Art for Life: How our narrative medicine group uses art to bypass the tyranny of linear processes and humanize the medical journey
October 10 @ 2:30 pm – 3:45 pm CDT $15
Illness is often stressful and challenging for patients, families, and health care providers, accompanied by intense emotions of sadness, self-doubt, blame, shame, guilt and regret. Medical settings are inherently disempowering, often set up to save lives quickly and discharge patients, without consideration of the emotions that often arise when patients and families encounter illness. Systems organized in favor of collaborative journeys toward health can create better outcomes. Creative writing, live music making, and storytelling provide opportunities to optimize emotional wellbeing for patients and health care providers, increase personal power and agency, build resilience, improve care and reduce stress.
For the past seven years, members of a multidisciplinary group of doctors, nurses, patients, music therapists, poets, psychologists, Child Life specialists, chaplains, and administrative staff have met monthly, incorporating creative techniques using a narrative medicine approach. Members have grown together as a community and have brought this experience into their professional and personal lives. The outcome has been magical. We completed a study using creative writing in clinical practice, and found this approach significantly lowered stress and fostered communication for patients and health care providers. In this experiential workshop, members of our narrative medicine group will engage you in the structure of our process, using an opening and closing meditation, music, art, close reading, and writing. You will leave this workshop as part of a larger community, and will learn how to start and nurture a similar group in your own setting.
Marjorie Getz PhD (Advocate Children’s Hospital) is Co-Director of Narrative Medicine at Advocate Children’s Hospital in Chicago. She co-directs the Narrative Medicine group at her hospital, and works collaboratively with pediatric residents, Child Life, Pastoral Care, Psychology, music therapy, palliative care. The group meets monthly, using writing, music, meditation and relaxation exercises to promote healing. She is also a learning and behavior specialist at ACH. In 1984 she established Educational Consultation and Evaluation Services, in the Department of Pediatrics, Division of Behavioral Pediatrics, with a specialty in testing and school advocacy for children with complex medical conditions. Contact email@example.com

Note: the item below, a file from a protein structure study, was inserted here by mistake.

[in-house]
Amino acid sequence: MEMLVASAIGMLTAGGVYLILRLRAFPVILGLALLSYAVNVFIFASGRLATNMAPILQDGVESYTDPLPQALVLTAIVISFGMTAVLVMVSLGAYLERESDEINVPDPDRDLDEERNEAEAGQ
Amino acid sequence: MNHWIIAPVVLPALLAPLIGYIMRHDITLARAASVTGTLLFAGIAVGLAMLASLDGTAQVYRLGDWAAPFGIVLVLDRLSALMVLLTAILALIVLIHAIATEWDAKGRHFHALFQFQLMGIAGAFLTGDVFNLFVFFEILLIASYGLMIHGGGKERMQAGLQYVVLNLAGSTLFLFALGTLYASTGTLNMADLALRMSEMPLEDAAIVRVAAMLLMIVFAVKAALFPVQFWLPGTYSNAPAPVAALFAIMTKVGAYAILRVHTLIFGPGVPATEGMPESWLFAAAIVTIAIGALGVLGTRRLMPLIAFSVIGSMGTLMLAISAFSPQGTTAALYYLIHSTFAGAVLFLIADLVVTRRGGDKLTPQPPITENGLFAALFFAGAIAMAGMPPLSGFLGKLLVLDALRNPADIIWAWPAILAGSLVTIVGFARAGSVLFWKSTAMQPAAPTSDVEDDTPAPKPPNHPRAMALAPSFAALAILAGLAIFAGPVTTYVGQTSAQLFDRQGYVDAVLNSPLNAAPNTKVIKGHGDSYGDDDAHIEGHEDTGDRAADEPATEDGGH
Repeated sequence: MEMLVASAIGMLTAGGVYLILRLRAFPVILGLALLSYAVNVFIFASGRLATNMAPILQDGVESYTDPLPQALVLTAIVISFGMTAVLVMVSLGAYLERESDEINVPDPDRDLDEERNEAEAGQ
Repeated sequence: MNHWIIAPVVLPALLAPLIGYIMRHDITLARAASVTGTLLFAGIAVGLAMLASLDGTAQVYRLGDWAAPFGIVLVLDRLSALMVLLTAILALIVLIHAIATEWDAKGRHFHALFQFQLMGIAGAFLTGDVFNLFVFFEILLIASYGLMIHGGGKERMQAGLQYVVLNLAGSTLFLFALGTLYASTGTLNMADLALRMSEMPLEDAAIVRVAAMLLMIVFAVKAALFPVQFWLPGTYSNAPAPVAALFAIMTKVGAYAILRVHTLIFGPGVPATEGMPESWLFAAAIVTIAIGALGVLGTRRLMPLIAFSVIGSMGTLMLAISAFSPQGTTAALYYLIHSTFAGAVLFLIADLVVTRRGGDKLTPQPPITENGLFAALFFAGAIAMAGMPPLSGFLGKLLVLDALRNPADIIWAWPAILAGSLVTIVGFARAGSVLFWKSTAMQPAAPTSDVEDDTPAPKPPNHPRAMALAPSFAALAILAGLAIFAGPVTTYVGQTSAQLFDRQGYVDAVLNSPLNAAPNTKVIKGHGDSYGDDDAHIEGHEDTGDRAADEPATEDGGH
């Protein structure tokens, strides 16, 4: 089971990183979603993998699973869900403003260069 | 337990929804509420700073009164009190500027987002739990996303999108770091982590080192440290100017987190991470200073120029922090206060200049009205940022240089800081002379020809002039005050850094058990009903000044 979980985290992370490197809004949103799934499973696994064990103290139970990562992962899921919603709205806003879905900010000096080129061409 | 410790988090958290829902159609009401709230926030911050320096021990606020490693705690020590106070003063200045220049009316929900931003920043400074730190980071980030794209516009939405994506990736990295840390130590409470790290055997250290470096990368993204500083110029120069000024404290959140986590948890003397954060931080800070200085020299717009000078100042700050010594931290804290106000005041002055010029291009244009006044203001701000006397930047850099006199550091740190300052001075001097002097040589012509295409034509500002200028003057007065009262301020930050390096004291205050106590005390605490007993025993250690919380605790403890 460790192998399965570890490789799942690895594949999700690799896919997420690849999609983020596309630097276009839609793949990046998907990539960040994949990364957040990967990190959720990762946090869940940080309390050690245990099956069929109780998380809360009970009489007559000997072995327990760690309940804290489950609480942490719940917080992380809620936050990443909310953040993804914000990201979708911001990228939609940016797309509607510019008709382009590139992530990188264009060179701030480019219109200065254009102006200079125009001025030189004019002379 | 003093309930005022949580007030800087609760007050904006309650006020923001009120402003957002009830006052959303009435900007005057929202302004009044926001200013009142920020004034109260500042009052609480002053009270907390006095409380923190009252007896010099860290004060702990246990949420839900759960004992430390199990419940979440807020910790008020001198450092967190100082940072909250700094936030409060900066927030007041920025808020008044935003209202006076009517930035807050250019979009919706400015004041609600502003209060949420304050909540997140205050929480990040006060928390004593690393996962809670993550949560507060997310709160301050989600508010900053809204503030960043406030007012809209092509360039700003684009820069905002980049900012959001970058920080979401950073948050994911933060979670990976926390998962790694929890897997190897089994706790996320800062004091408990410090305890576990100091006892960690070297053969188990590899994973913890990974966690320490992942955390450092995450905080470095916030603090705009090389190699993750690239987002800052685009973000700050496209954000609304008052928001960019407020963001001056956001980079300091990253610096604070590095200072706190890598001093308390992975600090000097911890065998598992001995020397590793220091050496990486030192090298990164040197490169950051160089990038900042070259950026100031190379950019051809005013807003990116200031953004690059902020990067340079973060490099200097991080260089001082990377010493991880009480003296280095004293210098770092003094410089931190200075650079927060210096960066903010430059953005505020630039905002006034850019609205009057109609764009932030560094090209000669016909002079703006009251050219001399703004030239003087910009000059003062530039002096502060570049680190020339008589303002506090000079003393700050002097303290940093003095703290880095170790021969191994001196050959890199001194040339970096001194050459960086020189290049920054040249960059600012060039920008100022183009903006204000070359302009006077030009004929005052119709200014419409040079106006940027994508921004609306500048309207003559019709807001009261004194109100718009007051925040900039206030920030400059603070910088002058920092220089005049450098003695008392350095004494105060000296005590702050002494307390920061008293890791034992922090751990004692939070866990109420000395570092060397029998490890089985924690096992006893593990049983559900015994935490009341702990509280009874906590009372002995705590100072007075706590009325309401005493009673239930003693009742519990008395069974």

Sheri Reda MA MAR MLI (Flow and Moment, LLC; Advocate Healthcare Narrative Medicine Committee) is a writer, presenter, and performer with more than 30 years’ experience in education and publishing and nearly as many years in performance. She is a certified master life-cycle celebrant who brings storytelling and ritual to individually designed weddings, funerals, and other life passages. She In addition to working with education clients nationwide, Sheri offers workshops and seminars on narrative medicine and nonviolent communications and is a member of the Narrative Medicine Steering Committee at Advocate Healthcare in Park Ridge, Illinois. Sheri also serves on the board of the CG Jung Center, in Evanston, works at Wilmette Public Library, and tells stories as part of Chicago’s live-lit community. Her essays, poems, and stories are available through the Locofo Chaps imprint of Moria Press, Literate Ape online journal, and other publications in the United States and the UK. Contact firstname.lastname@example.org
Susan Cotter-Schaufele CMT (Rainbow Hospice and Palliative Care) is a board certified music therapist, educator and consultant, has worked with patients, families and healthcare providers for nearly 30 years. Currently serving with Rainbow Hospice and Palliative Care, Susan designs interventions with live and recorded music to increase physical, emotional and spiritual comfort for those facing health challenges, as well as those providing health care. Contact email@example.com
David Thoele MD (Advocate Children’s Hospital) is Co-Director of Narrative Medicine (NM) and a pediatric cardiologist at Advocate Children’s Hospital. He learned the healing power of writing when his daughter got sick and he experienced the medical system from a parent’s perspective. He created and co-directs the NM group at ACH. The group meets monthly, using writing and meditation to promote healing. He was the Principal Investigator of an IRB project examining the effectiveness of writing to reduce stress for families and health care providers. His work was presented at the American Academy of Pediatrics, at Johns Hopkins, and published in The Permanente Journal. Contact firstname.lastname@example.org